At some point this decade, Google will no doubt decide that Indonesia is worthy of better description, and purchase or generate better imagery. At that point, we’ll be cast 15 years into the future. There’s an extent to which all illustration is a snapshot of the past, but we’ve never before had maps that purport to be self-updating and continuously in the present.

    1. Not the least reason why I like the backbone of memory projects to depend as little as possible on technology. Otherwise you typically find that the richer/whiter areas enjoy much higher resolution.

  7. One of the blogs I most look forward to reading is My Darling Darlinghurst ( While I’m not sure that Violet’s intention was to expose the political layers of the postcode 2011, for me this constantly comes up. It feels of nostalgia, but isn’t – whether she is talking about a certain café that veers into the history of that building, or shows photos of the same corner a hundred years apart with everything altered but the peculiar curve of the gutter. Some of the worst/best moments are when she discusses the villas and manor houses built in the late 1700s and early 1800s that are mostly no longer here. You can’t be but painfully aware of the colonial history of the area and the context of wealth made by military officers and others being put to use to build over the areas occupied by the Eora people. The descendants of whom sleep rough in the streets of the area every night now. There is something very politicising about being aware of first settlement in this way, and somehow everything is more in its proper historical place just knowing of elements of the city that can no longer be seen. Really enjoyed reading your post and Jeff’s thoughts.

    1. That is a truly excellent-looking blog, thank you – agree that the best kind of that writing has a (predominantly) politicising value. Something to aspire to for me.

  8. Let me say for starters that I love this post (and its links), but heck Giovanni, you pose a dizzying array of dilemmas as meditations here – on time, duration, history, memory (intellectual and mythic), justice, politics (material and metaphysical), the image (still and moving), text written and spoken (tenses perfect and aorist), nature, beauty, violence, force, disruption, decay and death (to list a few for starters) – all compossibly wrapped and layered in an electronic app of some sort? I hope I live to see (pay witness) to that!

    City as memory? You filter your title, as you say, through a Christchurch event of the same title, and this is what bothers me, the notion of city as memory. The something else needed for the vision of your closing paragraph to become a reality. I’m not saying it’s not possible (everything remains possible), but in secular times, where there is a struggle even to envision discursive history in its fullest sense, and without a sense of the devotio, and all sense of the monument and mythic time lost, to raise the city to the power of a collective sense of consciousness and being, both affectively and symbolically, without simply picking and choosing? A collective vision that, using Christchurch as an example, pays due and full respect and attention to the diasporic movement and culture of the Polynesian voyagers to the Christchurch region, for instance.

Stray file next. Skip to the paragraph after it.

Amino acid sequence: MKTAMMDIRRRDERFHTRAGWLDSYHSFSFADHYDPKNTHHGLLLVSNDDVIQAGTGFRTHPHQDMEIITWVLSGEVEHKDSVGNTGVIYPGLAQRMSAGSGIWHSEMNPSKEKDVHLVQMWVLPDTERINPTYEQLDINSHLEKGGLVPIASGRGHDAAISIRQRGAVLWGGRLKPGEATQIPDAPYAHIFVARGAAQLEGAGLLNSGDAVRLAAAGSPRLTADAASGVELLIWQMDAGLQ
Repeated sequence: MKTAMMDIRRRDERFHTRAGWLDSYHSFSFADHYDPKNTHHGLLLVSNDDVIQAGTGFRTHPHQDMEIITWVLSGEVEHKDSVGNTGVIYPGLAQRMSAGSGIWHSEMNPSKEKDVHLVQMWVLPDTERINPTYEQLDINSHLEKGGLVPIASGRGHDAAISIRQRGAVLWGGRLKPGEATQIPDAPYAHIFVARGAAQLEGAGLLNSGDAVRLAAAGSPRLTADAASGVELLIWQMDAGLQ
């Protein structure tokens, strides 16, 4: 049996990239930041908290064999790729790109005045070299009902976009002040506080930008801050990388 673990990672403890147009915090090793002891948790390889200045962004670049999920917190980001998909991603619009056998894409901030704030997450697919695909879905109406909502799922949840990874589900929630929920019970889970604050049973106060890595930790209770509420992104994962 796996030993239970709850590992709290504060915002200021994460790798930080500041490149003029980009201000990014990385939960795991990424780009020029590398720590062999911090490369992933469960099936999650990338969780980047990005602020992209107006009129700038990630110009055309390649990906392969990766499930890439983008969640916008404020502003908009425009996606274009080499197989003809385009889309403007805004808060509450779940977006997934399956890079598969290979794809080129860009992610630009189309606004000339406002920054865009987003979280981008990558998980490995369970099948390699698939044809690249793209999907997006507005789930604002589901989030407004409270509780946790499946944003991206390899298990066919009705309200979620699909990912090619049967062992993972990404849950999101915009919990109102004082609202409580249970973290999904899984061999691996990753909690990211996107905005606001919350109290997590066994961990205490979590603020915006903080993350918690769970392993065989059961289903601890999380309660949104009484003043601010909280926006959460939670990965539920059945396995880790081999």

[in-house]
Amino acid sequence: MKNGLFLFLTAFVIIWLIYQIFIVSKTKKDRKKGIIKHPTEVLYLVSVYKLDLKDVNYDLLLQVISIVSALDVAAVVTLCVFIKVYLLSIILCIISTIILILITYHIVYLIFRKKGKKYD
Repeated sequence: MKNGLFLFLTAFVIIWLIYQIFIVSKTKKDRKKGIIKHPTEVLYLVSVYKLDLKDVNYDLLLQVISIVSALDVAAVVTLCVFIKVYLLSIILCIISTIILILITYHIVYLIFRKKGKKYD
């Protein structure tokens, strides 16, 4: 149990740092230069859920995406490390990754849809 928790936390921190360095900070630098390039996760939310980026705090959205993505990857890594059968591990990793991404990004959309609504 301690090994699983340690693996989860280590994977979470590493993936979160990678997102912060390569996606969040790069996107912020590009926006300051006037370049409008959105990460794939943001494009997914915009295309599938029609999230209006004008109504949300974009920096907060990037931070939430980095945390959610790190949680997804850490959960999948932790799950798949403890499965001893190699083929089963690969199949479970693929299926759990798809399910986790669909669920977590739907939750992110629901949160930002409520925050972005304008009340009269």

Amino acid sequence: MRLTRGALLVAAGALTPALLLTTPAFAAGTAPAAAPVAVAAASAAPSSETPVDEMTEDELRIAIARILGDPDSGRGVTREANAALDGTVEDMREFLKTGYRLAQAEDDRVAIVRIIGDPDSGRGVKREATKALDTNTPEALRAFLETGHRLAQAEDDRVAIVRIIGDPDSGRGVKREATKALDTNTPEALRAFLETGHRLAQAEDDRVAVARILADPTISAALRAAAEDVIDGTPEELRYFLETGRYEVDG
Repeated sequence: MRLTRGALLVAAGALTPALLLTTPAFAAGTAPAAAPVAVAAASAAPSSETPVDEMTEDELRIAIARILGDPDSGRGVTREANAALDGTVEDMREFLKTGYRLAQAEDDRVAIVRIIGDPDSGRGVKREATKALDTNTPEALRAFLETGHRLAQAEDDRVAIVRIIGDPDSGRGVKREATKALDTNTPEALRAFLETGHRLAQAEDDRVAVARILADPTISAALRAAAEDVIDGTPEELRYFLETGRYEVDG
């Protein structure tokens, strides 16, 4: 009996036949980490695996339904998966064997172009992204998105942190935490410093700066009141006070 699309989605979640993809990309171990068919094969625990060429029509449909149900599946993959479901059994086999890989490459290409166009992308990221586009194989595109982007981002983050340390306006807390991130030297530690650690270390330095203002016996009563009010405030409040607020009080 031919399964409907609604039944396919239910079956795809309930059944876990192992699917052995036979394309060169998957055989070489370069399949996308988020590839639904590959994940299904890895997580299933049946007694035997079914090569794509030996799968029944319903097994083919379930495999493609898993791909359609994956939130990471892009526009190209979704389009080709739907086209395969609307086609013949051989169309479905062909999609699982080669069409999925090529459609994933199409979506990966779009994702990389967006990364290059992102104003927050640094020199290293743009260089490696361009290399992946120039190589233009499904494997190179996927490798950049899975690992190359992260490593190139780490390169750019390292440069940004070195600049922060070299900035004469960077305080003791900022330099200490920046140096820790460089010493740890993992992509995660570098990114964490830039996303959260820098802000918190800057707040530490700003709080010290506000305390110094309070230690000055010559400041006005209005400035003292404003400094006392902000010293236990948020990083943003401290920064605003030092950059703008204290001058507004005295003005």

9. I’m not suggesting that the notion of the city as memory is unproblematic – few things about memory are. Most obviously: who decides what constitutes heritage? who writes this memory, with what means and in what language? In this respect with regard to the last part of your comment it’s the negotiation that is going on concerning place names in New Zealand is very pertinent. For instance in a recent Treaty of Waitangi settlement with the Crown the South Island iwi Ngāi Tahu demanded that 96 toponyms be changed back to the original Māori.

  10. Thanks for the response and the great blogging. In my questioning of the city as memory aspect of your dream project, I imagined I was more pointing at the contradiction between using mostly photographic images (I guess), which are in a sense a negation of memory, and less secular, more mythic/religious times, where memory held life eternal.